Shopping while Black (Double Participation)

Published October 10, 2014 by djlwsu


6 comments on “Shopping while Black (Double Participation)

  • I was astounded by the fact that “shopping when your black” can be as humiliating and hurtful as these videos made it out to be. Being white, I have never given a second thought about what I should wear shopping, if I should be cautious about looking at specific clothing, or avoid certain stores because of the cost. This just goes to show that white privilege is apparent in so many things that often go unnoticed. However, now that I am aware, I will be certain to pay attention the next time I shop, and see if I notice a difference in how black shoppers are treated and how I am treated, because I was completely embarrassed for the shoppers who did not stand up for the black shopper in the experiment. I would never want to be in a situation where I let that discrimination go on right under my nose, so now I am going to be more aware.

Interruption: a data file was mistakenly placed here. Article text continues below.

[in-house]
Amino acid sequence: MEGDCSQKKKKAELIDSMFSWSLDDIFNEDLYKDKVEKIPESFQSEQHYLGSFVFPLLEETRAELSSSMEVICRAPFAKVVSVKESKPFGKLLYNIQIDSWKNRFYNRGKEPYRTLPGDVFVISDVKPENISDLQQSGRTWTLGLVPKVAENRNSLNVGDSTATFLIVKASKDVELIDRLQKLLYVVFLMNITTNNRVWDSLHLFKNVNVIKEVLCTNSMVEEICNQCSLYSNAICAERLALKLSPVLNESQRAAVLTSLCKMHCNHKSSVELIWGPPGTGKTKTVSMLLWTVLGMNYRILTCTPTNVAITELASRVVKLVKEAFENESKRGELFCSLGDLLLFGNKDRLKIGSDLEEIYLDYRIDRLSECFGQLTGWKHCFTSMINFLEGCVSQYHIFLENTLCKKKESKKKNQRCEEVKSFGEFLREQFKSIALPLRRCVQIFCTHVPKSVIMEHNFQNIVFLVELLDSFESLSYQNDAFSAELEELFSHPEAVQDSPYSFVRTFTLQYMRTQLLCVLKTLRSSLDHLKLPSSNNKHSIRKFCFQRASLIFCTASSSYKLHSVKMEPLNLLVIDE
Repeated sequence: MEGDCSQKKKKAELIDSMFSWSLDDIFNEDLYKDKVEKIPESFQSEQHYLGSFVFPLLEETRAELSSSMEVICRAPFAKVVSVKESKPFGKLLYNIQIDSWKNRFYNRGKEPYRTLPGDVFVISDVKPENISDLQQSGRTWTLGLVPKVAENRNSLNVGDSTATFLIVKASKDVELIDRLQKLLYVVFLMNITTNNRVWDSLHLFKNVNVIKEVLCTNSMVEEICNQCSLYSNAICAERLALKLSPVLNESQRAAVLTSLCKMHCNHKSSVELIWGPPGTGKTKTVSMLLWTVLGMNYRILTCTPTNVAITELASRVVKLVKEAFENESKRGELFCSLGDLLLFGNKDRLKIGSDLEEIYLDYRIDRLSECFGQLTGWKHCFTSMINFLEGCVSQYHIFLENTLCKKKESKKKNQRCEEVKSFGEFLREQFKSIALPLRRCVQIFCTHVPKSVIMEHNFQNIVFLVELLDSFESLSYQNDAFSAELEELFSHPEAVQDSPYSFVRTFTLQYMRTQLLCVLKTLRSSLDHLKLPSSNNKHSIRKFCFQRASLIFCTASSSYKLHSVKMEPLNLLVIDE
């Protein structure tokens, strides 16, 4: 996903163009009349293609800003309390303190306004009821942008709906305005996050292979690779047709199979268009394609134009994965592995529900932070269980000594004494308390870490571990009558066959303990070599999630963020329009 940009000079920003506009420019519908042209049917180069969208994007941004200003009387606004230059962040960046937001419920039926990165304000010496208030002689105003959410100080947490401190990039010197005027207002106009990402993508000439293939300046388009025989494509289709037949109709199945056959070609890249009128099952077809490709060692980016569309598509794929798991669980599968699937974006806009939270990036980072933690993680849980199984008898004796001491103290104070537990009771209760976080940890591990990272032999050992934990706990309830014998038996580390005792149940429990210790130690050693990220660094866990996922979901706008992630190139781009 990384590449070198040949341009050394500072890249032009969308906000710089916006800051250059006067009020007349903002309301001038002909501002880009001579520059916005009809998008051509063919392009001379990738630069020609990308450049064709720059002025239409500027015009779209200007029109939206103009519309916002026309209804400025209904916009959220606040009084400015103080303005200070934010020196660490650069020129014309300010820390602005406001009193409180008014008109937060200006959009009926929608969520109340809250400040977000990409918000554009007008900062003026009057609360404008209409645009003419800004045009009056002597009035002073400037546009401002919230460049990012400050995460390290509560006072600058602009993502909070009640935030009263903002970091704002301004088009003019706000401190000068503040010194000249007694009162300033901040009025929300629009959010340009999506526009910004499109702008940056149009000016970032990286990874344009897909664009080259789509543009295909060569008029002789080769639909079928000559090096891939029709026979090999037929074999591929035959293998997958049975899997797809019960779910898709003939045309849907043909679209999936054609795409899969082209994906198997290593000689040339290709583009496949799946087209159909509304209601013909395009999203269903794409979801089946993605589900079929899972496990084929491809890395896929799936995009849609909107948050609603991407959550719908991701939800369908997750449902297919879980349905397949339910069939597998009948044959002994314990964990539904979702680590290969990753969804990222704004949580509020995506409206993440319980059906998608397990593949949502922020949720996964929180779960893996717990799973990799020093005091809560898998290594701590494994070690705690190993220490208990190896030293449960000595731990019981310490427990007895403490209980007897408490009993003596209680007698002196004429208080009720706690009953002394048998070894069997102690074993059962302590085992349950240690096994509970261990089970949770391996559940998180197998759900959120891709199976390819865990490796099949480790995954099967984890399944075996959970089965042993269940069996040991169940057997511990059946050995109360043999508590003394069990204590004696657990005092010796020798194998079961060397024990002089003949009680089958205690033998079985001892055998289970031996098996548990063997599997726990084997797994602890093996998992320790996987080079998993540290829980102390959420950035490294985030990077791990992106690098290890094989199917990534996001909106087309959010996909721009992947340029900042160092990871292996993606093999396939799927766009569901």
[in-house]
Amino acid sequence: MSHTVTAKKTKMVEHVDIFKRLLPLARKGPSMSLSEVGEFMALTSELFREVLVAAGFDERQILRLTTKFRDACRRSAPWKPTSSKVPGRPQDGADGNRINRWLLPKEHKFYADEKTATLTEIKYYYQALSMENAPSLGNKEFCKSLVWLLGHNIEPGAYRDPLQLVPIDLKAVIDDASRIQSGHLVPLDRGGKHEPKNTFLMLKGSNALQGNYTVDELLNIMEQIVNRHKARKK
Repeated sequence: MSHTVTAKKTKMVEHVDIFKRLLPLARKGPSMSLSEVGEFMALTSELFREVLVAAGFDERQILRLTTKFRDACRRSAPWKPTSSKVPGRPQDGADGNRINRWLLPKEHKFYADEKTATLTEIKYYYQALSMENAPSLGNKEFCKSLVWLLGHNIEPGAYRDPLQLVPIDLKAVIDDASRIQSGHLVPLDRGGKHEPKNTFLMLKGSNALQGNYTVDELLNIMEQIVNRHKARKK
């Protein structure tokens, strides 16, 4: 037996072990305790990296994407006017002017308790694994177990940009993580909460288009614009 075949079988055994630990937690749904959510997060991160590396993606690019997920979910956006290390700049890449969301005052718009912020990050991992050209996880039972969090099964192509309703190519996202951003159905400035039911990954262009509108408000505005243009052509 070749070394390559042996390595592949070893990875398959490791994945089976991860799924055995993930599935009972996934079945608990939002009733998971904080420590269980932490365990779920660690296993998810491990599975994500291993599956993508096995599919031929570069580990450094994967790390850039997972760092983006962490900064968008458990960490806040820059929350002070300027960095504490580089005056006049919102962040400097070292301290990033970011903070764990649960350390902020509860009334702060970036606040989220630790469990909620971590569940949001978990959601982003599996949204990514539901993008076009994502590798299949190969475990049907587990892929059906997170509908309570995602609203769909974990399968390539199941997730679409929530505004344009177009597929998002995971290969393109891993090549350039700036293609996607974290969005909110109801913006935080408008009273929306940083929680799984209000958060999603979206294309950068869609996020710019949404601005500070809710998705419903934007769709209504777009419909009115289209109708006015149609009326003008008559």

• Watching those videos really made me see yet again, just how easy I have it. The stat that says 60% of black people have been followed or questioned while shopping just blows my mind. I don’t think I’ve ever worried about someone questioning me, or not believing me when I tell them what I was doing.

    The first video’s take was really disheartening. I understand the sarcasm behind it, but the fact that that kind of sarcasm is believed to be valid points by a lot of white people really hurts. Acting respectful and dressing well is good, but I don’t have to, and I’m treated as well as anyone really can be. Why black people have to try so hard, especially if they’re still going to be mistreated? What is the security guard’s response to someone waving, saying hi, or smiling, is to think they’re guilty, or up to something?

    The social experiment with seeing how people would react was also intriguing. I honestly don’t know what I’d do. If the security guard intervened I know I wouldn’t say anything, mainly out of self preservation.